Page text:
Archive for the ‘Freedom of expression’ Category

January 10, 2012 Off

Obscenity: an offence to individual autonomy

By Leon Glenister in Freedom of expression, Media law

So the British stereotype of being prudish and conservative may not be completely true. It turns out, after the case of R v Peacock on Friday afternoon, the average British person does not deem male phisting, urination and BDSM obscene. Prosecutions for obscenity are rare, and this decision is a good time to examine the [...]

June 9, 2011 1

Is Public Opinion Influencing What is in the Public Interest?

By Yaaser Vanderman in Freedom of expression, Right to privacy

“There is a difference between what is in the public interest and what the public is interested in”, so the aphorism goes. In fact, it is hard to read any broadsheet article on privacy without coming across that statement. But does what the public is interested in have the ability to affect what is in [...]

May 24, 2011 6

What is the purpose of an injunction?

By Yaaser Vanderman in Freedom of expression, Right to privacy

In a defiant act of arrogance, John Hemming MP stood up in the House of Commons yesterday afternoon and stated that: “With about 75,000 people having named **** ***** on Twitter it is obviously impracticable to imprison them all…” The argument could be made that Hemming was not actually naming the footballer who had obtained [...]

May 11, 2011 1

Mosley loses, but this does not mean it’s a victory for the press

By Leon Glenister in Freedom of expression, Media law, Right to privacy

Max Mosley yesterday lost the latest battle in his ongoing war with the press on privacy. He had argued before the European Court of Human Rights (‘European Court’) that where a newspaper published private information on an individual they should be forced to notify the individual concerned prior to publication. The court rejected such a [...]

March 20, 2011 Off

Brian Haw’s eviction from Parliament Square Gardens: a legal and democratic analysis

By Leon Glenister in Freedom of expression, Right to property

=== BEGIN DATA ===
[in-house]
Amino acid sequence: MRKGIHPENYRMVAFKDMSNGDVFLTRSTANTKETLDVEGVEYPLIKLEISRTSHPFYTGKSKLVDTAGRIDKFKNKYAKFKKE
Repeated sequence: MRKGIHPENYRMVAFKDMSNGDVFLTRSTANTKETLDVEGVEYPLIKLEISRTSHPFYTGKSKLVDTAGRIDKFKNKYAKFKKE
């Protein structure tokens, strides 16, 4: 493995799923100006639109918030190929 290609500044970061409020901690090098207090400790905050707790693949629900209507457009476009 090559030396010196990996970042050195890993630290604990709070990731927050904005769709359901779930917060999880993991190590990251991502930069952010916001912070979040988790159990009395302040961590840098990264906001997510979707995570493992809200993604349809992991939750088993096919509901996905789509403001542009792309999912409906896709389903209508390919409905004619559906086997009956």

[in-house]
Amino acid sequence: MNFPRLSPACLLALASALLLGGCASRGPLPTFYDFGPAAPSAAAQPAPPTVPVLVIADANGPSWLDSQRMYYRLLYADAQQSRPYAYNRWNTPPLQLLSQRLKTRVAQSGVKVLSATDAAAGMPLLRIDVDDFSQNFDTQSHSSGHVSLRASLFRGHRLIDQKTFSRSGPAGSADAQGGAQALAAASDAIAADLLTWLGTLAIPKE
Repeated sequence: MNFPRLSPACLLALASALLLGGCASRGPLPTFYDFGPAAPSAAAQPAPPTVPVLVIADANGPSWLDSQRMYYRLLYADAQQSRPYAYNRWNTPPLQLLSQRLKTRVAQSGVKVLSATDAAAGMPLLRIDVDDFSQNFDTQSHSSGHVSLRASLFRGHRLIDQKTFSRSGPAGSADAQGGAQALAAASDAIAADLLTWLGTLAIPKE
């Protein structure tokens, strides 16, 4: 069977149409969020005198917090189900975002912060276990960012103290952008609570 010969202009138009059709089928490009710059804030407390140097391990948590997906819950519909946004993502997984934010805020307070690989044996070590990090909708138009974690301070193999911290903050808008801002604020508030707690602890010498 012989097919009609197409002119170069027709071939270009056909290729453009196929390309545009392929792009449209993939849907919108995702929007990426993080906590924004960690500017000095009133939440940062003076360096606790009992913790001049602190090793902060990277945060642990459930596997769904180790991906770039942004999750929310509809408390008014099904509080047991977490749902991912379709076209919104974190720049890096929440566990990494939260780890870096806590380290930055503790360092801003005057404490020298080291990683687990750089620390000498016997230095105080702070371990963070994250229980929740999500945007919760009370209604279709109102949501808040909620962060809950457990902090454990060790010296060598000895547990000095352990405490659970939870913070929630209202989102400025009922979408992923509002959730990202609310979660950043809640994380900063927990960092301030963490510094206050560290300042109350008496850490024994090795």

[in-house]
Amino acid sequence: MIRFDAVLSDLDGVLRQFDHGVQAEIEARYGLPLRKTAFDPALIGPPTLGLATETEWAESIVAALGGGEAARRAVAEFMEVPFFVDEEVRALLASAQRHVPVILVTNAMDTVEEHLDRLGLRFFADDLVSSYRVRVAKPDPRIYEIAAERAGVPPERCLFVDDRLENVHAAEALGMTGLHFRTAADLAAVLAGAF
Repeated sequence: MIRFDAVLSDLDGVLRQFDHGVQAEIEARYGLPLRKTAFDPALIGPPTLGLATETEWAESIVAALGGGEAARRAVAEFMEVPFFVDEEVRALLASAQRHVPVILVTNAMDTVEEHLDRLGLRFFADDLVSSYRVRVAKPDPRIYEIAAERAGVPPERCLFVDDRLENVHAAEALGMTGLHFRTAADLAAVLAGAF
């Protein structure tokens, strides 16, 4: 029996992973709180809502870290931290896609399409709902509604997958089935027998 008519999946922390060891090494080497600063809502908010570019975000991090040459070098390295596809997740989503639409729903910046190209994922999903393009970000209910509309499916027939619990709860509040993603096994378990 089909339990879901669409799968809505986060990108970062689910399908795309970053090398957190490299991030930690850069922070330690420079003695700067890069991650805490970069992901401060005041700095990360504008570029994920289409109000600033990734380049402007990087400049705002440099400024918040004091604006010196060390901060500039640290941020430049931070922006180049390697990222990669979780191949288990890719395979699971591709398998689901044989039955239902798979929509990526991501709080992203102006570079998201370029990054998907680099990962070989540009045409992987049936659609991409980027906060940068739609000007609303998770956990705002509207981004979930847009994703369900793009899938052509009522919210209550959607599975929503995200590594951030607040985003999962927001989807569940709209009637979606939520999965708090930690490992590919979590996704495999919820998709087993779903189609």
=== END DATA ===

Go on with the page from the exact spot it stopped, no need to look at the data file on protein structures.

Last week, the Mayor of London won a case in the High Court authorising the eviction from Parliament Square Gardens of long term protestor Brian Haw. Haw began his protest in 2001 in opposition to the wars in Afghanistan and Iraq. He quickly became an irritant for the government due to his permanent camp in [...]

March 4, 2011 Off

UK Free Speech vs US Free Speech – more speech not always the solution

By Yaaser Vanderman in Freedom of expression

The boundary between legitimate expression and hate speech in the UK represents the battle between rights and responsibilities and it has been tested recently. By way of contrast, in the US the war has, by and large, been won by the right. This stark divergence requires us to answer the following question: why does freedom [...]

February 22, 2011 1

Should English judges read psalms as well as statutes?

By Law Think in Freedom of expression

Guest blog: Alice Hawker is currently studying the BPTC at BPP Law School. She graduated from Oxford University in 2010. It is ambiguous whether England is a religious State, but it is agreed that the English legal system is secular.  In a radio interview, the Bishop of Winchester criticised English law for marginalising the interests [...]

February 17, 2011 Off

Mosley’s law and protecting celebrities from “idle gossip”

By Leon Glenister in Freedom of expression, Right to privacy

In their seminal work, Warren and Brandeis, two celebrated US Supreme Court judges, warned against “idle gossip” procured only by intrusion into the domestic circle. They warned against its consequences – “harm beyond mere bodily injury” and a lowering of social morality. Over a century later, this argument still rings true in our society with [...]

February 16, 2011 5

Celebrated Decisions of the European Court of Human Rights

By Yaaser Vanderman in Freedom of expression, Human Rights Act, Right to vote

Last week we witnessed Politicians, plebeians and the press form an unlikely union in roundly condemning the European Court of Human Rights, and in no uncertain terms. It was the prospect of ‘surrendering’ the vote to prisoners that had everyone so flummoxed. This led to the remarkable statement of Jack Straw in the House of [...]

January 14, 2011 Off

Sarah Palin’s Incitement to Violence – Hiding behind the First Amendment

By Yaaser Vanderman in Freedom of expression

In the wake of the appalling events in Arizona perpetrated by Jared Lee Loughner, Aryeh Neier, yesterday in the Guardian, argued that the only method of preventing a recurrence was ‘the traditional remedy for bad speech: more speech.’ It has taken the murder of six and wounding of thirteen to suddenly jolt us into the [...]